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Surgical Technologist Schools and Programs

Surgical Technologists (also called scrubs or operating room technicians) help before, during, and after surgical procedures, working under direct supervision of Registered Nurses or physicians. Your duties may include prepping the patient, adjusting the patient and handing instruments to doctors or nurses, handling or disposing specimens, and operating equipment used in medical procedures. With additional career training or by completing additional degrees, you can advance to the role of surgical first assistant.

Surgical Technologist Career Overview

Certified Surgical Technologists receive formal training at colleges, universities, or medical trade schools. Programs combine technical and medical courses with hands-on experience in medical facilities or training hospitals. By graduating from a program approved by the Commission on Accreditation of Allied Health Education Programs, students can sit for the national certification examination. You can maintain your certifications by continuing your education or re-taking the examination every five years.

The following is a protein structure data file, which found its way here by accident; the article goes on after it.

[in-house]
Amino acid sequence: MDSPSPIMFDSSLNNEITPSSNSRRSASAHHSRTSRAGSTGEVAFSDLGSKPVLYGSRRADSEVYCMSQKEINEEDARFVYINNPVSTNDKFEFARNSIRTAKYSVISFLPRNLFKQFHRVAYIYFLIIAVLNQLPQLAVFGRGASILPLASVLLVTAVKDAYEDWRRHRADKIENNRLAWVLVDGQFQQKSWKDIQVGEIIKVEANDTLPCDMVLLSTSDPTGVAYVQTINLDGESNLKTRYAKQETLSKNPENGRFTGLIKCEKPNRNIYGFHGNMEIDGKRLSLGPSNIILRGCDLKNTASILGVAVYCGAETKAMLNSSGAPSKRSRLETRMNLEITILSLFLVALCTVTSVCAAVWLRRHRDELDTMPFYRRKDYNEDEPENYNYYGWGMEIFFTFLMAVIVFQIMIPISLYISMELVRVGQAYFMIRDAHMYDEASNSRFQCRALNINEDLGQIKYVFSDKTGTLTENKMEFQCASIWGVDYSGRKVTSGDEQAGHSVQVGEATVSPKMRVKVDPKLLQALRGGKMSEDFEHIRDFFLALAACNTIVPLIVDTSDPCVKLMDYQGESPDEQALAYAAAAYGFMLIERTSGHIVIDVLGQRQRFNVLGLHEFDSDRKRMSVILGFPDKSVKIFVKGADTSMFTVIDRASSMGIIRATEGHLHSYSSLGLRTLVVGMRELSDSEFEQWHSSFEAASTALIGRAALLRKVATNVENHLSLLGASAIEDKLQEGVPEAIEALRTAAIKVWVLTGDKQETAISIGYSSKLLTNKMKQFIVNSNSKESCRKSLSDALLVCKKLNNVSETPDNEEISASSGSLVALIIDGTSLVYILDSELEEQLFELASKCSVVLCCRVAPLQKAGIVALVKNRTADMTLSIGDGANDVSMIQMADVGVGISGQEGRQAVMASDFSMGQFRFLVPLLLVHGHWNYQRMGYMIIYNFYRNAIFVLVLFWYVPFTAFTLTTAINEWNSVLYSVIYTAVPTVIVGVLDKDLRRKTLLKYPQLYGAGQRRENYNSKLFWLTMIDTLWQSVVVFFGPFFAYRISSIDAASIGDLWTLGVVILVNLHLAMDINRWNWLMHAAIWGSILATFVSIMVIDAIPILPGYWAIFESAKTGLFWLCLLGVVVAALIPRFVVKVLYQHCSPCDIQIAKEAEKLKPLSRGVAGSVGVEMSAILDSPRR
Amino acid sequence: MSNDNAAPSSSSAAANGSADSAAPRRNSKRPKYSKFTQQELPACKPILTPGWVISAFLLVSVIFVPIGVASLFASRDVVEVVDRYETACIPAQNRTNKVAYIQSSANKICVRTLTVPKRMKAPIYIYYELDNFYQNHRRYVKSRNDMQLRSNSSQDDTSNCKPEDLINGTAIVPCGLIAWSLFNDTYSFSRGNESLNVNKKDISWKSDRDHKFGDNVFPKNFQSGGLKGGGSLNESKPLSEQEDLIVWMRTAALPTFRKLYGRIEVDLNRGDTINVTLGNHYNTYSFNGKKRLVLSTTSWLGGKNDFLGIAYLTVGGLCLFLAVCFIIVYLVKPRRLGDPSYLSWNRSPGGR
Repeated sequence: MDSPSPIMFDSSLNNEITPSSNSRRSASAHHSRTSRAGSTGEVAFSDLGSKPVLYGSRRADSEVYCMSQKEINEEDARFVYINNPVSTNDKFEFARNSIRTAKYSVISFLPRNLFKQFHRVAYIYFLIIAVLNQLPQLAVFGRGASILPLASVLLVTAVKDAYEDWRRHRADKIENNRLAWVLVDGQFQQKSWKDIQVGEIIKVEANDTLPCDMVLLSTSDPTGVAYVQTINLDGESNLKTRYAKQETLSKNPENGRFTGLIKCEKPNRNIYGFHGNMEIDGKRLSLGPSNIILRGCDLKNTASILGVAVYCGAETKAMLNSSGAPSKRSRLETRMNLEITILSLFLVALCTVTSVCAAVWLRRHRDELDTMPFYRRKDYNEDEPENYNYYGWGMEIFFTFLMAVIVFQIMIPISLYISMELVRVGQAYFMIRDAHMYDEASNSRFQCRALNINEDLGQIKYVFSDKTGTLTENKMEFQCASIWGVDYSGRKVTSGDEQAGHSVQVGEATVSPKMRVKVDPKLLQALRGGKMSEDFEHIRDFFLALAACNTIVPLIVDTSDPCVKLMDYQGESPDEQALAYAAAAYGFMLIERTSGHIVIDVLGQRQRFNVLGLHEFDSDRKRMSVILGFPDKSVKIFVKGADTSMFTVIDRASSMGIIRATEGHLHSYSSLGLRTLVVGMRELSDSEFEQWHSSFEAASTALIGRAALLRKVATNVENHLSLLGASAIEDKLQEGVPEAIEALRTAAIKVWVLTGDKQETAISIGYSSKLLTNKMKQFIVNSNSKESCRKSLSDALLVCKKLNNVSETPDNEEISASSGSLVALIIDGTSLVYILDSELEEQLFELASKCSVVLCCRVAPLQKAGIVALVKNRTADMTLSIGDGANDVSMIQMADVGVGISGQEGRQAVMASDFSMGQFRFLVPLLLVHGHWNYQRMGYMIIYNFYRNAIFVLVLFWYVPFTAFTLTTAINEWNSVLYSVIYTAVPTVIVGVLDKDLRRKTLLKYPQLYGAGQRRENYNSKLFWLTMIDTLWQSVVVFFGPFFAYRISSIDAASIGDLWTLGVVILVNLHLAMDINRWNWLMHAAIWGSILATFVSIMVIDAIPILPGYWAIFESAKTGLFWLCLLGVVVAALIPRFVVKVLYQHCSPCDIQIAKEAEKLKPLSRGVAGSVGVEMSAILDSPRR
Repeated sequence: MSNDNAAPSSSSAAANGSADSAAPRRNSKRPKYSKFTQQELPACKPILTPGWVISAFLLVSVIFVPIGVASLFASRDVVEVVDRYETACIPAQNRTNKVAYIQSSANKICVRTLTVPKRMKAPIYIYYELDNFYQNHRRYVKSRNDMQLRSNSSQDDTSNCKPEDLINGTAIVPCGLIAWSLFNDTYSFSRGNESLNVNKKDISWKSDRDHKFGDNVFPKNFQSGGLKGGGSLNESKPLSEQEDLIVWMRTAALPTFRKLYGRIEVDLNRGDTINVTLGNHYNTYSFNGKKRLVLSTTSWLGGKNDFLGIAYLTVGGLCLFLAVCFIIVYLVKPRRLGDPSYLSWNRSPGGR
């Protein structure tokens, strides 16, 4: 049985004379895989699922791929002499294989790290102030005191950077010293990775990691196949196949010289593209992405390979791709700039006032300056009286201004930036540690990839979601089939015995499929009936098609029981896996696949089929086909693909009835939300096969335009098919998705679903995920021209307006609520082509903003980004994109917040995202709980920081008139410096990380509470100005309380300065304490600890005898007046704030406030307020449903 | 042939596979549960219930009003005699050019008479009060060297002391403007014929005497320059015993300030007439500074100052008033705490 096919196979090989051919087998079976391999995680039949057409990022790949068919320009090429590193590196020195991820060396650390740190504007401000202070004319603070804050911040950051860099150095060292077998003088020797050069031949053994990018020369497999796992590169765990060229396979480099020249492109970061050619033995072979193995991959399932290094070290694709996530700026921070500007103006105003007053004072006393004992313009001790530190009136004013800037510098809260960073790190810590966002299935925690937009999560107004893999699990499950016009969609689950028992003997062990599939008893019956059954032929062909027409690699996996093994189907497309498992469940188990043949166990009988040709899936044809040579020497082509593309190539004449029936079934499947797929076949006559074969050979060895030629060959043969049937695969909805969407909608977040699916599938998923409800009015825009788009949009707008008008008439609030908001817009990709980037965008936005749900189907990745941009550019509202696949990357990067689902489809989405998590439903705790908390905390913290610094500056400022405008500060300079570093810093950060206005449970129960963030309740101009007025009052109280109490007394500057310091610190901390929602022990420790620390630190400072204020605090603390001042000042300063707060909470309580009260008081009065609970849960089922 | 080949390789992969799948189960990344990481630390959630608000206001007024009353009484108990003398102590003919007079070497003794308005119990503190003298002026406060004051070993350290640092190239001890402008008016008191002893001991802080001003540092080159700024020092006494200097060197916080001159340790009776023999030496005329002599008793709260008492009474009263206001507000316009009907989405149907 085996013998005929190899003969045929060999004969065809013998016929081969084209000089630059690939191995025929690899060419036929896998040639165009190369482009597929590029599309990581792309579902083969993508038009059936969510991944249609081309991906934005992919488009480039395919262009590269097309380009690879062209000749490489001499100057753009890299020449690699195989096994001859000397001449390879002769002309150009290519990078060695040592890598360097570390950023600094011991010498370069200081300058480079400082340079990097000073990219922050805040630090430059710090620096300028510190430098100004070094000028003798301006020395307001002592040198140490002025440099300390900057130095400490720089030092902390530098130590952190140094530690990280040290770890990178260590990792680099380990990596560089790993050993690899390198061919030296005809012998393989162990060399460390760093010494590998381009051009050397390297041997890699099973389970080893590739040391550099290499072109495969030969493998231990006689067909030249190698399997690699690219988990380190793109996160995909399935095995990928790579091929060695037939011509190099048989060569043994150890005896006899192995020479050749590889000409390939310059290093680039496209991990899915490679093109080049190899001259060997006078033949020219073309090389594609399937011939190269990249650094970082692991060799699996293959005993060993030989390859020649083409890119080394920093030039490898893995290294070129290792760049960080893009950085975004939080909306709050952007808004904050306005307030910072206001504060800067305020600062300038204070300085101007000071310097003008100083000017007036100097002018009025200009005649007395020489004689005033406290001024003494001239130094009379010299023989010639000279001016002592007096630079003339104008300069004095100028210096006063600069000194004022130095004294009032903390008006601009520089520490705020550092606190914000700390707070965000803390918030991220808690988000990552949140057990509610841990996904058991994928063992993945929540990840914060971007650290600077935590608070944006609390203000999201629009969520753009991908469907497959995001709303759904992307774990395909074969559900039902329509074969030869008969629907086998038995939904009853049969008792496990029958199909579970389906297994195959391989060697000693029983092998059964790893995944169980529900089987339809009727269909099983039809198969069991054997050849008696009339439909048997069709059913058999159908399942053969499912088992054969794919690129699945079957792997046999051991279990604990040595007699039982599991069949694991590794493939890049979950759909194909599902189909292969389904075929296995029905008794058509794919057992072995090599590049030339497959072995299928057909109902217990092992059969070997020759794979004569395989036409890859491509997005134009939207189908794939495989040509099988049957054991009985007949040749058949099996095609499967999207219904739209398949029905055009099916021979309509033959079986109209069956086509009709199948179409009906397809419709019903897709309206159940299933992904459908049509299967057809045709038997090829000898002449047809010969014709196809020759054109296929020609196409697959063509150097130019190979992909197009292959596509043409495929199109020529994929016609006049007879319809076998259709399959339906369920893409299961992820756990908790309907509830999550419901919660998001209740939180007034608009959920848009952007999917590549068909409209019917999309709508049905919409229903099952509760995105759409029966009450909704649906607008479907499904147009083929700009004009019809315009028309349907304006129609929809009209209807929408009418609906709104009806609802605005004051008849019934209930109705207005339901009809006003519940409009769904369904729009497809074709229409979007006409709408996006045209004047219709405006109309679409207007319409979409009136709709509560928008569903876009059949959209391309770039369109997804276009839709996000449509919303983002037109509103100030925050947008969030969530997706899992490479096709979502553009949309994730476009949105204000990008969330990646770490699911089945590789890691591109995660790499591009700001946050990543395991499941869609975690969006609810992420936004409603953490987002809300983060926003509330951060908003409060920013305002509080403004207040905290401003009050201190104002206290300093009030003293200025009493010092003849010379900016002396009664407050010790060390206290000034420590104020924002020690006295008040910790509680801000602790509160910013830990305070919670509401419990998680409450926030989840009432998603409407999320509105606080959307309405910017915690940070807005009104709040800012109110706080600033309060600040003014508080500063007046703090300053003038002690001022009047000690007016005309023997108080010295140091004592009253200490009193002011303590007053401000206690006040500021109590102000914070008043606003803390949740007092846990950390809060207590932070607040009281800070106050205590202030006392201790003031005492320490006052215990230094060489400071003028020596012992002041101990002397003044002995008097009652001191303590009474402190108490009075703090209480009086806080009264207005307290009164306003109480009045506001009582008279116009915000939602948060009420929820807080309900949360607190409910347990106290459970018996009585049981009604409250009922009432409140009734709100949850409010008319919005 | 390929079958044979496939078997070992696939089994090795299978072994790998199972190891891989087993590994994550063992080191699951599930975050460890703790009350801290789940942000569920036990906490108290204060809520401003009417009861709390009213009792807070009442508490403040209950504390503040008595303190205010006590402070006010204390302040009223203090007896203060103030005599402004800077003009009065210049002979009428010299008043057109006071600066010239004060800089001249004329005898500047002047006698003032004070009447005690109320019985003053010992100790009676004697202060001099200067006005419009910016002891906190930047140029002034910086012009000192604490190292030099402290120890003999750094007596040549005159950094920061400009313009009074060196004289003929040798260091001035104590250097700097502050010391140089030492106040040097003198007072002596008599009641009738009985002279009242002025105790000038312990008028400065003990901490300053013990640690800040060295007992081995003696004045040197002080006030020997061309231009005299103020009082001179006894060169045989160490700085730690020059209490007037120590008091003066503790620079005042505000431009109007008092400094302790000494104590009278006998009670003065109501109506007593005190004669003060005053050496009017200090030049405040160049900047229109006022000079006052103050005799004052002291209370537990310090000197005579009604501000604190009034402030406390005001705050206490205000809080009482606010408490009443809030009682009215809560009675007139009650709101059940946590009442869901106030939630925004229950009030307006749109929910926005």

Surgical Technologist's Compensation and Career Outlook

According to the U.S. Bureau of Labor Statistics (BLS), the median annual wage for surgical technicians in 2008 was $39,400, with employers paying $55,620 at the top of the scale. By comparison, the rate is lower than the $62,450 median annual wage for Registered Nurses for the same year. The BLS predicts a 25 percent growth in jobs for surgical technologists between 2008 and 2018. Hospitals will offer the greatest number of new jobs; however, a faster growth rate in jobs is predicted for outpatient clinics and physicians' offices.

Surgical Technologist Education Options

Schools and colleges currently offer programs running from nine to twenty-four months in surgical technology, leading to a certificate, diploma, or an associate's degree.